The Duke Newsletter – June 2017

FRESHWATER IS IN THE MIDST OF ITS BIGGEST CONSTRUCTION PHASE SINCE 1970s

Major construction projects across Freshwater have now either commenced or are progressing to conclusion.

If a rough measure of economic activity is the “Crane Index”, then the Freshwater economy is relatively healthy. The coming influx of new residents, most of whom are downsizers, will have a flow-on benefit to businesses within Freshwater Village in particular.

We now have the 17-apartment “Kahana” at 18 Marmora St., now being occupied by new owners.

The retail and apartment complex to be known as the “Freshwater” at 22-26 Albert Street on the old Growers Site, is into construction of its upper floors and has only three more concrete pours prior to completion.

Likewise, the 6-story headland site at 5 Pavilion Street, is moving out of the ground, with fixed crane installed. Hopefully this will be a more aesthetically pleasing building than the poorly constructed ugly duckling that the community endured for more than 50 years. It is now designated as 6 whole-of-floor apartments rather than the pokey 12 two bedroom apartments that previously existed.

The demolition and excavation of the former disability services hospital “Sorrento Care” site at 12 McDonald St. Freshwater West has commenced for the construction of “the Pavilions” with 14x 3 bedroom well-appointed townhouses. All of these have been sold off the plan for high prices. A crane will no doubt appear on the skyline.

The SEPP55 sites at 36 Wyndora (9 apartments) and 96 Soldiers Avenue (10 apartments) have either not commenced or are seeking modification to building approvals.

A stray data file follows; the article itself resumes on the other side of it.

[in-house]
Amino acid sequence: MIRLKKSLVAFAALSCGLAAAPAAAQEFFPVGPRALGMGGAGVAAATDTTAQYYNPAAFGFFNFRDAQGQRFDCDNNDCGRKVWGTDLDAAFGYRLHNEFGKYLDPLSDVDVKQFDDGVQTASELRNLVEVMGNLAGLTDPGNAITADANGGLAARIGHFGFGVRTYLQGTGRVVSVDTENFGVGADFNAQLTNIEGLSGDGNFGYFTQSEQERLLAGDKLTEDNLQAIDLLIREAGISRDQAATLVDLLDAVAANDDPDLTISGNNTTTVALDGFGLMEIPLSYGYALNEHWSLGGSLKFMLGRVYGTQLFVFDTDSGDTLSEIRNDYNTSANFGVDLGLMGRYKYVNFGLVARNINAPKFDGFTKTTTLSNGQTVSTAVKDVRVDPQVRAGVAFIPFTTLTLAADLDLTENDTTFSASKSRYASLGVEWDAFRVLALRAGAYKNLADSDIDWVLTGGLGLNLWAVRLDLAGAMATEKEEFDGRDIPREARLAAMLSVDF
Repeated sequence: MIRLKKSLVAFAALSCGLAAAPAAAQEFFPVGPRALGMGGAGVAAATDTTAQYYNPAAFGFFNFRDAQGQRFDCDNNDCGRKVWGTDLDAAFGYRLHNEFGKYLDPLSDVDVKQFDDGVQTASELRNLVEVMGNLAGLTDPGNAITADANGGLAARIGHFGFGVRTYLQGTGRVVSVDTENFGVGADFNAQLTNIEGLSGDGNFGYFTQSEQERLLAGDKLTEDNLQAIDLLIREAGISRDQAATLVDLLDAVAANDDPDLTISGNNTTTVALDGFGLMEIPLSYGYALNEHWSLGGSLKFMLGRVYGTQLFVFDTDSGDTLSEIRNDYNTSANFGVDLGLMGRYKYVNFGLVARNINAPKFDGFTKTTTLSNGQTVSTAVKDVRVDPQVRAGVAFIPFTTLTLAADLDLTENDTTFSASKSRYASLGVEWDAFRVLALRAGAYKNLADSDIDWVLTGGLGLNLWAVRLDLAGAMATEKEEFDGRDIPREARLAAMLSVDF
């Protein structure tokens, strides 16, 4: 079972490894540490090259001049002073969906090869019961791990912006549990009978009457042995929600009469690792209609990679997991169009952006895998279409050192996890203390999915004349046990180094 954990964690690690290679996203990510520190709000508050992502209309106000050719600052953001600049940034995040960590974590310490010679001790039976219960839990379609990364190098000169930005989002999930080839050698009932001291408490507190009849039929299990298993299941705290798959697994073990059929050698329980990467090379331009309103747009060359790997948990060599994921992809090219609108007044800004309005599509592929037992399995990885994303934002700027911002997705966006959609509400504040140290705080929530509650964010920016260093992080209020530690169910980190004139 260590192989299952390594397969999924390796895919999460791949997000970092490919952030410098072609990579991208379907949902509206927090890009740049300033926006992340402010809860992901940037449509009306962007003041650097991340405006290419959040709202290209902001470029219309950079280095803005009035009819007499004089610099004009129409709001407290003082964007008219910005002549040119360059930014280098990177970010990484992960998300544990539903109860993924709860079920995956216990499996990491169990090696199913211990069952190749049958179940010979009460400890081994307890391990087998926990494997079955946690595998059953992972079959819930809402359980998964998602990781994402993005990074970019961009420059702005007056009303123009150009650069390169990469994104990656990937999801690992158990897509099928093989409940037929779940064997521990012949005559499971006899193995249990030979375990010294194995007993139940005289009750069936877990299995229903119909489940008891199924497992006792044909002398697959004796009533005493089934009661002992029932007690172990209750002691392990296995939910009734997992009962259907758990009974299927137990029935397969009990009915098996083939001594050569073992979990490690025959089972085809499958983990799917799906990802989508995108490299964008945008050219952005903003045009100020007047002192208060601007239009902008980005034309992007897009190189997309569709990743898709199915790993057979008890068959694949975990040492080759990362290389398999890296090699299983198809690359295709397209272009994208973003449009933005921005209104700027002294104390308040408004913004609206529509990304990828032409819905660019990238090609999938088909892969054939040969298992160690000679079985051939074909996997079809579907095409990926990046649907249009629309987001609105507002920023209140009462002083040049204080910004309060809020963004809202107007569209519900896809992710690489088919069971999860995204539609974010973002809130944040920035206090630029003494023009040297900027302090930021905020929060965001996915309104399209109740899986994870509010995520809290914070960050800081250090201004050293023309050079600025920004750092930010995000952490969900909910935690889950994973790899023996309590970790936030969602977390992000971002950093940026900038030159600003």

All of these construction phases have inevitably tested the friendship of neighbours and the local community, with traffic control measures (or lack of), deliveries and concrete pours at all hours, crane movements, poor sediment control, as well as dust and noise, all causing concern.  The community realises that it is desirable for these projects to be completed as soon as possible, but there has to be a balance between expediency and amenity.

Building companies also have an historical reputation of asking for a centimetre of consideration but taking a kilometre. This is particularly the case for the demolition and excavation phase of these projects and the truck movements involved.

GANELLEN TESTS THE FRIENDSHIP OF NEIGHBOURS WITH EXTENSION OF WORKING HOURS.

The Mounties “New Dawn development is moving ahead with the first phase of its construction of 98 leasehold apartments rapidly nearing the fit-out stage. These apartments are being constructed along Carrington and Lumsdaine Drives. The second phase will involve the demolition of the remaining Club buildings and their replacement with residential apartments, gymnasium and a swimming pool complex.

Currently the South Curl Curl Boardwalk is closed due to the installation of a drainage pipe from the Diggers carpark to the ocean.

Harbord Diggers Members have recently been informed that the Diggers Club will close for a defined period from November 2017 until the new Club venue is due to open in April/ May 2018. This was apparently due to low patronage, but will permit acceleration of the second phase of the project

In February this year, the construction company, Ganellen, submitted a Modification application to vary the DA to permit extended hours of construction, despite a range of concerns being raised by 30 local residents who live nearby, as well as the Friends of Freshwater. Council has approved work hours during the week up to 7pm and on weekends uptil 4pm. This work has to be undertaken behind completed facades of the building. The Developer argued that fit outs including the laying of carpet and the installation of kitchens would not be unduly disruptive to the amenity of neighbours. A hotline for complaints has been established by Mounties to expedite concerns raised.

FRESHWATER IS THE MOST IN-DEMAND COMMUTER SUBURB IN AUSTRALIA